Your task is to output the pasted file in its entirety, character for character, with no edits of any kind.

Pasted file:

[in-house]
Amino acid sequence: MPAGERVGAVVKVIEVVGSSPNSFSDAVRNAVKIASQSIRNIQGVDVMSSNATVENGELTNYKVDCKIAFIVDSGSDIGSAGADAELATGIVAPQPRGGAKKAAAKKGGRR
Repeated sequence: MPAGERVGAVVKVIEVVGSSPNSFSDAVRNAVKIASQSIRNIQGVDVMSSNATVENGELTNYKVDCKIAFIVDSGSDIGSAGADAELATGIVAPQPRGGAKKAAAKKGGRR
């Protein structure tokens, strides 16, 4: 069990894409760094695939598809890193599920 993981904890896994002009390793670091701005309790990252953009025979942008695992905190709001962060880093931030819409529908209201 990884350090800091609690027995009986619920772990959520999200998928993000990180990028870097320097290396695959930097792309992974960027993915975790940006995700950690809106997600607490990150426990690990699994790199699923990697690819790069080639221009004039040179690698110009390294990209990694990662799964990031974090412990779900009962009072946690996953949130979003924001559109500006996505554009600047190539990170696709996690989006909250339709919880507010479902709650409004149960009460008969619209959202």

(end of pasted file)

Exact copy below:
[in-house]
Amino acid sequence: MPAGERVGAVVKVIEVVGSSPNSFSDAVRNAVKIASQSIRNIQGVDVMSSNATVENGELTNYKVDCKIAFIVDSGSDIGSAGADAELATGIVAPQPRGGAKKAAAKKGGRR
Repeated sequence: MPAGERVGAVVKVIEVVGSSPNSFSDAVRNAVKIASQSIRNIQGVDVMSSNATVENGELTNYKVDCKIAFIVDSGSDIGSAGADAELATGIVAPQPRGGAKKAAAKKGGRR
């Protein structure tokens, strides 16, 4: 069990894409760094695939598809890193599920 993981904890896994002009390793670091701005309790990252953009025979942008695992905190709001962060880093931030819409529908209201 990884350090800091609690027995009986619920772990959520999200998928993000990180990028870097320097290396695959930097792309992974960027993915975790940006995700950690809106997600607490990150426990690990699994790199699923990697690819790069080639221009004039040179690698110009390294990209990694990662799964990031974090412990779900009962009072946690996953949130979003924001559109500006996505554009600047190539990170696709996690989006909250339709919880507010479902709650409004149960009460008969619209959202």